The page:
Race, injustice, and social construction are some of the most pressing issues that humans face today. While it is undeniable that race is not biological, disagreements persist over how this reality does not make the race any less accurate. It has both social importance and significance since both public policy and private action support it. The easiest way to observe this is to watch how immigrants entering the United States are categorized.
Following my viewing of Race – The Power of Illusion, Part 3: The House We Live In, I am persuaded that the only way to end racism, racial discrimination, can only arise from a multiracial national reconciliation and discourse. The film depicts how equity is not observed in projects that ought to observe equity. For instance, it shows how the federal administration’s efforts to broaden home ownership in New York and Levittown, however, it is the whites who dominate the incoming residents. On the other hand, blacks face trouble trying to access such racially-exclusive areas and loans subsidized by the government since their neighborhoods were perceived as very insecure.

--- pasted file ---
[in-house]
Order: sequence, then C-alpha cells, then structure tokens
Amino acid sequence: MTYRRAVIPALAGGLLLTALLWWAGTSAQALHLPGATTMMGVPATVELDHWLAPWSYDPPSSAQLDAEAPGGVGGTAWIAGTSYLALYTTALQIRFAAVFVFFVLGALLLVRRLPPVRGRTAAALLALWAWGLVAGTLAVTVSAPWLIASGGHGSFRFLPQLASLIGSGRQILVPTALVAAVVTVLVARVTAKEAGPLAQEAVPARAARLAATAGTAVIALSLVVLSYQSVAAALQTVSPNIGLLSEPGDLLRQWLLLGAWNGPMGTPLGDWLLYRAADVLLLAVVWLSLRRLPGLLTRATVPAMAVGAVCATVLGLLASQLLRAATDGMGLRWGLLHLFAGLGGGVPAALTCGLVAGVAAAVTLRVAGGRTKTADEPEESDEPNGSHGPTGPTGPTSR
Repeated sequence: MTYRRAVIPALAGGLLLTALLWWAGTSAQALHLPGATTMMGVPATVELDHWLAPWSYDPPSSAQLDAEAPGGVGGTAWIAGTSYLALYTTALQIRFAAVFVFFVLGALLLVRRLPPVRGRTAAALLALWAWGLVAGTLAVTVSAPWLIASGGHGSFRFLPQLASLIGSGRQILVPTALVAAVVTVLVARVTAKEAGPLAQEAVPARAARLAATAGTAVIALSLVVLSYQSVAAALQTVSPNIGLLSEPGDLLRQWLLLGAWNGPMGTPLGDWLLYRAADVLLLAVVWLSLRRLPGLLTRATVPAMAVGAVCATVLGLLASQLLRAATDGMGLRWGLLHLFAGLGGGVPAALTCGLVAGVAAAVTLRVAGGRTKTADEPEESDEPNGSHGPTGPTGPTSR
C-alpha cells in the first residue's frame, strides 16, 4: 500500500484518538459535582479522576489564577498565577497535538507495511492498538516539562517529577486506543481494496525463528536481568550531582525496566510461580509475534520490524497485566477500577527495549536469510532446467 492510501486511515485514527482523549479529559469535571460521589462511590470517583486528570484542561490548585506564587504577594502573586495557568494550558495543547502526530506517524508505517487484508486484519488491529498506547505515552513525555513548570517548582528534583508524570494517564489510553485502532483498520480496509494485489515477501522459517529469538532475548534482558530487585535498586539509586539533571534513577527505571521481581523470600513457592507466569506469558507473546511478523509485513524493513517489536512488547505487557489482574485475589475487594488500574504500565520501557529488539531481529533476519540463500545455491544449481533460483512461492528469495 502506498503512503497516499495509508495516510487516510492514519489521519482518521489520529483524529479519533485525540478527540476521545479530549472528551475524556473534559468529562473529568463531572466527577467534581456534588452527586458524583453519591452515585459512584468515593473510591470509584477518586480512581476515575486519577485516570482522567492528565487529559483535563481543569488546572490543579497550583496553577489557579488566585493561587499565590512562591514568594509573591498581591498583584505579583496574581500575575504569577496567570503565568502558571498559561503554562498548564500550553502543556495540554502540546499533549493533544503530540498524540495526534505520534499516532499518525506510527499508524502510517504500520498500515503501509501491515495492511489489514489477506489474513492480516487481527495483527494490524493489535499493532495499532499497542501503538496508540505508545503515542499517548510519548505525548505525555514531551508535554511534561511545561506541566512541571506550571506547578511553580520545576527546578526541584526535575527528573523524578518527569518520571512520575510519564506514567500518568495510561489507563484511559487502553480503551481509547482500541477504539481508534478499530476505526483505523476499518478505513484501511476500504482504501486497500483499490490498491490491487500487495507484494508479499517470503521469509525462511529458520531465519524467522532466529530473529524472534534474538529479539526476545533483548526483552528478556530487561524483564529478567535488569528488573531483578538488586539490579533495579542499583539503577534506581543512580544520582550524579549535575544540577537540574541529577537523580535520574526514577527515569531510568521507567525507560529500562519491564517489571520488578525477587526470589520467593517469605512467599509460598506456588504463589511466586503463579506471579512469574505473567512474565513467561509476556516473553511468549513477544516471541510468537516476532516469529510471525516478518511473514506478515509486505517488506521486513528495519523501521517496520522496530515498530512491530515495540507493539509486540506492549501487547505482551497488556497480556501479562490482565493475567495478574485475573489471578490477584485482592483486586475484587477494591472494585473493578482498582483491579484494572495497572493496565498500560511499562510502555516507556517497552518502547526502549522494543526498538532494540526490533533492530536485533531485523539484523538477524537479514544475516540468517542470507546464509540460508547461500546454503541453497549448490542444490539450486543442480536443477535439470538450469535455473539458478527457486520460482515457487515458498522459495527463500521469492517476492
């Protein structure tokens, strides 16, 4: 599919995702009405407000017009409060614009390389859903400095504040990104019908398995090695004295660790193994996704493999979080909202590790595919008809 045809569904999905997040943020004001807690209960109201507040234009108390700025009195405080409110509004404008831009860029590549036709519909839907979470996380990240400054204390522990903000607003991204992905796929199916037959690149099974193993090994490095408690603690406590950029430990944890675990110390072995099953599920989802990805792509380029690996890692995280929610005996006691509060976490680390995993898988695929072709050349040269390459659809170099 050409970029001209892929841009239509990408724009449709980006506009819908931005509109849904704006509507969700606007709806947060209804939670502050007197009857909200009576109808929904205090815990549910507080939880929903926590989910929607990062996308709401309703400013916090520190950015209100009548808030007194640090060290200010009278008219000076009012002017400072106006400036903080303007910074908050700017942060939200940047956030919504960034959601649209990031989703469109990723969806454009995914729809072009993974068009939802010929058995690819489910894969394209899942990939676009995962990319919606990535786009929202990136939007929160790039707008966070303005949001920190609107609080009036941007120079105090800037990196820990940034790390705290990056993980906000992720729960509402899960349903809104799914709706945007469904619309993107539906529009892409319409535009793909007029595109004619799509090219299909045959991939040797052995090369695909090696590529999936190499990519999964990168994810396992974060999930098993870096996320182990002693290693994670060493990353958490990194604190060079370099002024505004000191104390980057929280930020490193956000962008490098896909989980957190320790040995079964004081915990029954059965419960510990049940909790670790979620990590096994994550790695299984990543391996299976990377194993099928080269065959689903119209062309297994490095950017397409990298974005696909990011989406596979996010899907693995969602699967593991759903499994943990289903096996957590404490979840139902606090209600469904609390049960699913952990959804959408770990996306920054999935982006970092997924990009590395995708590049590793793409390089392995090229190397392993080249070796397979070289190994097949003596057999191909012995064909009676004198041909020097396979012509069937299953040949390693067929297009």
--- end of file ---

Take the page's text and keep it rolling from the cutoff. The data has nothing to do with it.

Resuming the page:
The film depicts how it could be possible for the United States to be a society that is “colorblind.” It provides an analysis that remains the same, giving a lie to the claim that the society we live in today is a post-racial one. This third part of the three-part series is my favorite since it is the most helpful in understanding the present situation of racial issues in the United States. It brings out the social structure of race, how the ethnic immigrants from Europe turned to be racially white, also how the white people benefited from the affirmative action.